Epic Mickey director Warren Spector has defended the game's much-maligned camera, claiming getting the camera right in any game is the "hardest problem" developers face.
In an interview withMTV's Clutch blog, a full unedited version of which appeared on examiner.com, the Deus Ex creator said "First, there has never been a game that I couldn't break if you give it to me for 30 seconds. I mean, I will break a camera in any game ever made.
"And if I learned one thing on this project, it's an immense amount of respect for people who have been making third person action and platforming games. Third person camera is way harder than I even imagined it could be.
"It is the hardest problem in video game development," he added. "Everybody gets it wrong. It's just a question of how close to right do you get it."
Eurogamer's Dan Whitehead awarded Spector's Wii game 6/10 last month. His take on the camera? It "blights the more perilous platforming sections, struggling to keep pace as you climb and drop, and it's an absolute pain during combat."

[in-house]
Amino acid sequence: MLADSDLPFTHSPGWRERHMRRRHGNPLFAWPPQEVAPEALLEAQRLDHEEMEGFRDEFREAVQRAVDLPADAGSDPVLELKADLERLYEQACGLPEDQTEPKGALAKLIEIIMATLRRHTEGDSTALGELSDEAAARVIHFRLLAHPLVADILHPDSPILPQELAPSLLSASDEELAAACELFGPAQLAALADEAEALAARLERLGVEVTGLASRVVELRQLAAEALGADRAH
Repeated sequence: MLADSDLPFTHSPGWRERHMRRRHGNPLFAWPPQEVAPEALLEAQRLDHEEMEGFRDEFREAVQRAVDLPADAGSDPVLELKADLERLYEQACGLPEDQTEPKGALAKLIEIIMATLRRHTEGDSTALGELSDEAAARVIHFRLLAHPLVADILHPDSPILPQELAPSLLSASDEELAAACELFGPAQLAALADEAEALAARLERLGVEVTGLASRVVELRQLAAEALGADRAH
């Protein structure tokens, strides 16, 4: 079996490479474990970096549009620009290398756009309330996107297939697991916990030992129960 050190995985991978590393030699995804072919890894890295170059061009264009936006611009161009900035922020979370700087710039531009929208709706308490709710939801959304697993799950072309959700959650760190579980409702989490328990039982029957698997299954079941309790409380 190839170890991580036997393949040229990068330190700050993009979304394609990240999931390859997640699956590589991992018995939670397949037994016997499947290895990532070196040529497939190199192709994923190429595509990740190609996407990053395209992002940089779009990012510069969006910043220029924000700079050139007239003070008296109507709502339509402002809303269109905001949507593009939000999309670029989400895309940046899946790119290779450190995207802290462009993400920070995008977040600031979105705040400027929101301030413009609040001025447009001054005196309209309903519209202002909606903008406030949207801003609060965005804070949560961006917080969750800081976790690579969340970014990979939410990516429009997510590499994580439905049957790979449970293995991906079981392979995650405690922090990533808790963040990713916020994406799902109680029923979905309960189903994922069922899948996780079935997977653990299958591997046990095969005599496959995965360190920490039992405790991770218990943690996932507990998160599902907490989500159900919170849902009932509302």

"What I try to be completely clear about is that this is not a platforming game," Spector went on to explain, in response to gamers' complaints that his team should have followed Super Mario Galaxy 2's near-impeccable lead.
"This is a game that takes platforming elements and adventure game elements and role-playing elements and merges them. So we couldn't tune the camera perfectly for platforming or for action adventure. It's a very different camera style.
"What we did is try to find the best compromise in the moment and give the player as much manual control as we could. So we took the hardest problem in third-person gaming and made it harder by trying to accommodate two different playing styles.
"And I will go to my grave, imperfect as it is, proud as hell of my camera team," he concluded.
"If reviewers want to give us a hard time about it because they're misunderstanding the game we made, it's not for me to tell them that they're wrong, absolutely not. But I wish people would get it out of their head that we made a 'Mario' competitor, because we didn't."